These findings lend themselves to at least three broad inter­pretations, representing those who believe in the salutary ef­fects of family-friendly policies, those who are skeptical, and those who disbelieve. It is clear that increased family-friendly provisions have not reversed whatever forces—economic, nor­mative, social/psychological—are driving fertility rates down to below replacement levels. Believers would argue, however, that although such policies do not appear to strengthen the forma­tion of family life (by increasing the presence of children and marriage), without these benefits the declines would have been even sharper—that is, they believe these benefits acted as a brake to slow things down. As evidence, they might point to the positive correlations between fertility rates and public ex­penditure on family benefits that were found in Scandinavian countries where levels of expenditure were proportionately more than twice as high as in most other OECD countries.

Although fertility rates remain below the replacement level, the Scandinavian experience suggests that the decline can be diminished if significant resources are invested in fam­ily services. On the issue of whether family policies are a rem­edy to low fertility rates in European countries, Gerda Neyer concludes, “Countries which regard their family policies as part of labor-market policies, of care policies, and of gender policies, seem to have retained fertility above the lowest-low levels. They use strategies directed at changing the labor mar­ket so that both men and women are able to maintain em­ployment and income, even if they have (small) children to care for.”58

But if these policies serve as a brake on declining rates of fertility, one would expect to find the lowest fertility rates in countries that lag behind in the provision of family-friendly benefits—the United States being a prime example. In com­parison to the comprehensive package of public supports to reconcile work and family responsibilities in European coun­tries, the pervasive view is that “American public policy leaves the vast majority of working parents high and dry.”59 So what accounts for the curiously high fertility rate in the United States? It is not the result of elevated birthrates among im­migrants and minorities. Although higher birthrates in these groups account for part of the fertility gap between the United States and Europe, in 2004 the total fertility rate of the non­Hispanic white majority in the United States was 1.85—well above the rate of all the European Union countries, except Ire-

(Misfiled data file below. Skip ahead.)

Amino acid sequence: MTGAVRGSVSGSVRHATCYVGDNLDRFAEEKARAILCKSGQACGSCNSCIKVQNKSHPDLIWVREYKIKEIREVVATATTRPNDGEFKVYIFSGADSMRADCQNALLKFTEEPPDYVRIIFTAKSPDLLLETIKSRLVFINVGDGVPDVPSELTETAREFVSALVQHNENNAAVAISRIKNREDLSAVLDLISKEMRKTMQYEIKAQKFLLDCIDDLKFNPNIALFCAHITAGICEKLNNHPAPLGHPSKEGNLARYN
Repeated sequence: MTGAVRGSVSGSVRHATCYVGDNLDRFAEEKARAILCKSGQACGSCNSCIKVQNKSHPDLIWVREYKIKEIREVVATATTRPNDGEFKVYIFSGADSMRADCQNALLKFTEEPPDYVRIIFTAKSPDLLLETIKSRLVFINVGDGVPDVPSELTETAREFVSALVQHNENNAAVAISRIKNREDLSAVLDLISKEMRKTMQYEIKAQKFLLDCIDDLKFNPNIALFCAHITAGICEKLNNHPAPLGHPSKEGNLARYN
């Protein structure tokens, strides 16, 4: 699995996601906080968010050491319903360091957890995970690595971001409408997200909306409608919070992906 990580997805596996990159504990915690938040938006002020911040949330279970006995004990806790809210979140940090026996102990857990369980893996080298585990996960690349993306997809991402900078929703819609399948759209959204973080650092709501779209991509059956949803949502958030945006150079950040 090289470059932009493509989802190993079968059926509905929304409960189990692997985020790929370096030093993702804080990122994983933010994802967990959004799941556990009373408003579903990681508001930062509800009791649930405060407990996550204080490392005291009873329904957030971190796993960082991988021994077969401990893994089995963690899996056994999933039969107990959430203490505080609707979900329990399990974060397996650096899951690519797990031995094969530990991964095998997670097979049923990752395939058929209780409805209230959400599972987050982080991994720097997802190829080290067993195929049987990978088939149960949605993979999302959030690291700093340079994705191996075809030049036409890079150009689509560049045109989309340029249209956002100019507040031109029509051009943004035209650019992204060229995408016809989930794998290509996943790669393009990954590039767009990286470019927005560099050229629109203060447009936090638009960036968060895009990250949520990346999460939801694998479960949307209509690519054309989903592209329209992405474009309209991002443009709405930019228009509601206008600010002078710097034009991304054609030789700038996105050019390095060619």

land and France (and part of the high rate in France is attrib­uted to their large Muslim population).

Instead, some believers have claimed that as in Scandi­navian countries, conditions in the United States (such as a flexible job market and the availability of child care) actually minimize the incompatibility between the childrearing de­mands of motherhood and paid employment for women— appearances notwithstanding. The flexible nature of the U. S. job market is seen as highly conducive to combining work and family life by affording schedules that permit dual-earner couples to stagger their working hours so that at least one of them can be at home at any given time.60 This explanation of the U. S. experience would strike many family-policy researchers as a bit of a stretch, since they rarely find the American business community all that responsive to the needs of working moth­ers. Janet Gornick and Marcia Meyers claim, for example, that working conditions in the United States are less family friendly than in Europe because U. S. workers are more likely to en­counter choices “between forty-hour-a-week employment and no employment or between mandatory overtime and losing their jobs.”61 Joan Williams argues persuasively that women are held to the male model of the “ideal worker,” whose sched­ule sanctions no compromise with family demands.62 Still, there are indications of a market response to the increased proportion of employed mothers as some workplaces institute more flexible work hours and expand the scope of paid sick leave to include children’s illnesses.63